I plan on making a game based on/influenced by another game that is no longer being produced or worked on. I contacted the original maker of the game and they said that I could feel free to use the same mechanics of their game, but I could not copy the rule book in any way. How different do the rules/rule book have to be in order to avoid copyright infringement? I feel like it would be impossible to make a game with the same mechanics without some of the rulings being "copied". Would I just have to change the wording, or would that not be enough?
This could honestly depend heavily on many factors and I'm there's really not enough information or detail here to answer this.
1. Is the game's content/story based on the same content, story, or characters as the one you're "copying" or any other game? If so, this is more likely to violate the copyright of the other game.
2. Are the mechanics of the game unique enough to be protected by copyright law? That's unlikely, but still possible without further information, evaluation, and perhaps the expert opinion of game developers/players.
3. The rules of the game could also be unique enough that (especially when combine with the other game's mechanics) it is copyrightable. Changing the wording would likely not be enough depending on the other factors. Again this is tough to answer without more information, and perhaps could come down the expert opinion(s) of video game developers/players at a trial.
Your best option if you're determined to make a game is to either: 1. make a completely new game without relying on anything from the other game, or 2. consult plenty of game "experts" and intellectual property attorneys and experts, make the game according to their advice, and hope that their advice is enough to make the game different enough to not infringe on another game's intellectual property. Either way be prepared to spend a good amount of money to hire quality intellectual property attorneys.
Please note, I'm an attorney but I'm not your attorney. I'm likely not licensed in the state you're in or need legal advice on, and anything I post is for informational purposes only, and is not and should NOT be considered legal advice. My response(s) does NOT create an attorney-client relationship between myself and you, or anyone else. You should always seek out your own independent attorney who can further advise you on your matters or issues.
This isn't a guarantee. The issue would be whether the accused work is substantially similar to the original parts of the copyrighted work. A good theory applies 'abstraction, flitration, comparison'. Put away the original. Write down the 'ideas'. Those aren't copyrightable. From your list of ideas write 'new' content - your own words. The, when a court does comparison you assert the defense 'similarity is only in uncopyrightable ideas, so no infringement.'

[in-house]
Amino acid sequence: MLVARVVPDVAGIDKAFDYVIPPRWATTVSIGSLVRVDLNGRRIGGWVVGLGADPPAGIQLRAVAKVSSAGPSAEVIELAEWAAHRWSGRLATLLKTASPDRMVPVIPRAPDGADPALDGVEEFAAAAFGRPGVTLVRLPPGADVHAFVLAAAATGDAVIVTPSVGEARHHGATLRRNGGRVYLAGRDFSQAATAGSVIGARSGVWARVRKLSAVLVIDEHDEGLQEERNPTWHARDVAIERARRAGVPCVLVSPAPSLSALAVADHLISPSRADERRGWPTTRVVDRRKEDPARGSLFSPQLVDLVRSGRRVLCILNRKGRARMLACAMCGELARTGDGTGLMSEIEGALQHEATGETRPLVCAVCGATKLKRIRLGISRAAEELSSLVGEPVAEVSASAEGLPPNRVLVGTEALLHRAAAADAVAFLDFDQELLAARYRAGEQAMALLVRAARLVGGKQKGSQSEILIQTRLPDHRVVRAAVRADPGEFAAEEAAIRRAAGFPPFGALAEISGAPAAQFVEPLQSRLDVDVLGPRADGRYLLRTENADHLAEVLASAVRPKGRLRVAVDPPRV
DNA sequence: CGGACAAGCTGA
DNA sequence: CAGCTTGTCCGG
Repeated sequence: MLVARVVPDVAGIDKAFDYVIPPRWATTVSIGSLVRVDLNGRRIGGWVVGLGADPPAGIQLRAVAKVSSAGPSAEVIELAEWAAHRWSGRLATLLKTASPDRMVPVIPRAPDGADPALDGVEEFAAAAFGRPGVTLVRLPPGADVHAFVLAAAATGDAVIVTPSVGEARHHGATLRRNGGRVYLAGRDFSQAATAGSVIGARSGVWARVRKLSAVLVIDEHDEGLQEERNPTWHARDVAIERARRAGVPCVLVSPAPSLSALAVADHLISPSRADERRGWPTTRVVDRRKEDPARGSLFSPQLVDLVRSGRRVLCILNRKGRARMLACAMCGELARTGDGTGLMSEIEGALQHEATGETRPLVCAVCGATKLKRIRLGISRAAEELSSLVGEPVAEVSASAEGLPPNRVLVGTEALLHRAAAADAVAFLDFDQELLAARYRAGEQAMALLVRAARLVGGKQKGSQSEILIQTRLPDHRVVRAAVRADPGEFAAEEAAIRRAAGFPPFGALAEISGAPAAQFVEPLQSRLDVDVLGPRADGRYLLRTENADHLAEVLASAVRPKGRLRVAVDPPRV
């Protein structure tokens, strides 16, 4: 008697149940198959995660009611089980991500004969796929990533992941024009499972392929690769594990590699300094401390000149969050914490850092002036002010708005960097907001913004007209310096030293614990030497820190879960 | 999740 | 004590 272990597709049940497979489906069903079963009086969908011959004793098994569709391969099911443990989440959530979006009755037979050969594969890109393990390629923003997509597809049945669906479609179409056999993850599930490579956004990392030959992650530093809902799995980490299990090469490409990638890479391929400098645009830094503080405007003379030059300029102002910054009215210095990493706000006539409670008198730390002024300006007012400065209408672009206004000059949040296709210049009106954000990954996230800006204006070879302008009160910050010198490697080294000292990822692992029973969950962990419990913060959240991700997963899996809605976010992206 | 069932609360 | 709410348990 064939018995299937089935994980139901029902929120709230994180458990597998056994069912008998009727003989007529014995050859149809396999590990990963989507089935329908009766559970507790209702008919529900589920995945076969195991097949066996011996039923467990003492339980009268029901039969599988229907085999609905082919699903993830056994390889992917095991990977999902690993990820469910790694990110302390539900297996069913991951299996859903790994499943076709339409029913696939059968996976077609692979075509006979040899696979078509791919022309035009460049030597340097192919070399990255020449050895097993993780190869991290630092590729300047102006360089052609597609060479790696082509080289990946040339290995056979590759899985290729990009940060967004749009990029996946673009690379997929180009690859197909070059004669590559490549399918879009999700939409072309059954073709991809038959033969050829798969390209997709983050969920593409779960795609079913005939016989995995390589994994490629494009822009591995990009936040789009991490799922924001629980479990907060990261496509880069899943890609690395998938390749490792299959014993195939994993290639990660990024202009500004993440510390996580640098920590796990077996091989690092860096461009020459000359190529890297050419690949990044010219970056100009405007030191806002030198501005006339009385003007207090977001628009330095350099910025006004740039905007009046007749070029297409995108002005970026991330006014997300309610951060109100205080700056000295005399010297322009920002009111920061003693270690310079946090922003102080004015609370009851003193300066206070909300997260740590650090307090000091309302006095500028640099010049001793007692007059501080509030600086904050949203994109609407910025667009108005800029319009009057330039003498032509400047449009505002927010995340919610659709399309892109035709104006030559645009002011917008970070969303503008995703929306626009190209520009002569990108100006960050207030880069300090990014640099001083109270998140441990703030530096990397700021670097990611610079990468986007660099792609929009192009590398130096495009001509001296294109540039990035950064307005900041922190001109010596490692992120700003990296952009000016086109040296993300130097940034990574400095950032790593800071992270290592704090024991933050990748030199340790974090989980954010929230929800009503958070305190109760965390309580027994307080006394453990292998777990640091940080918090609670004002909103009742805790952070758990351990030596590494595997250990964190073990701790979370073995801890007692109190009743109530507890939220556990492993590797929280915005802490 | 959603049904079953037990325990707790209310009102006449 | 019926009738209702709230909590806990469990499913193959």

This answer is written to explain situations which may come up involving intellectual property law issues. It does not give specific legal advice about specific fact situations. If you have a specific fact situation in mind you should ask for professional legal advice about the relevant facts. Seemingly minor changes in facts may change a legal opinion dramatically. Space here does not permit an explanation of all the variables in complex legal areas. Dave Brezina is an Illinois lawyer and his profession is regulated under the authority of the Supreme Court of Illinois. Although he represents clients nationally and internationally, his law practice is performed in Illinois and is not subject to regulation by other states. Dave Brezina is also a Registered Patent Attorney and a patent practice is regulated by the US Patent and Trademark Office a Federal agency and is not subject to regulation by the states. The firm, Ladas & Parry, LLP, has attorneys admitted and offices in at least Illinois, New York and California. Finally, do not post confidential information. There is no an attorney client relationship created simply by correspondence or communication with the author of this site.
Generally, you want to avoid, at least, the wording, and the look and feel of the other game.
You should discuss with an intellectual property attorney in a private consultation.
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I agree with Attorney Brezina. You are best to start from a clean slate.
Before you commit to anything, I suggest that you consult with a lawyer in private and discuss your objectives in more detail. You can start by calling around to several for a free phone consultation, get some insights then pick the best fit to work with.
DISCLAIMER: this is not intended to be specific legal advice and should not be relied upon as such. No attorney-client relationship is formed with the law firm of Natoli-Legal, LLC on the basis of this posting.
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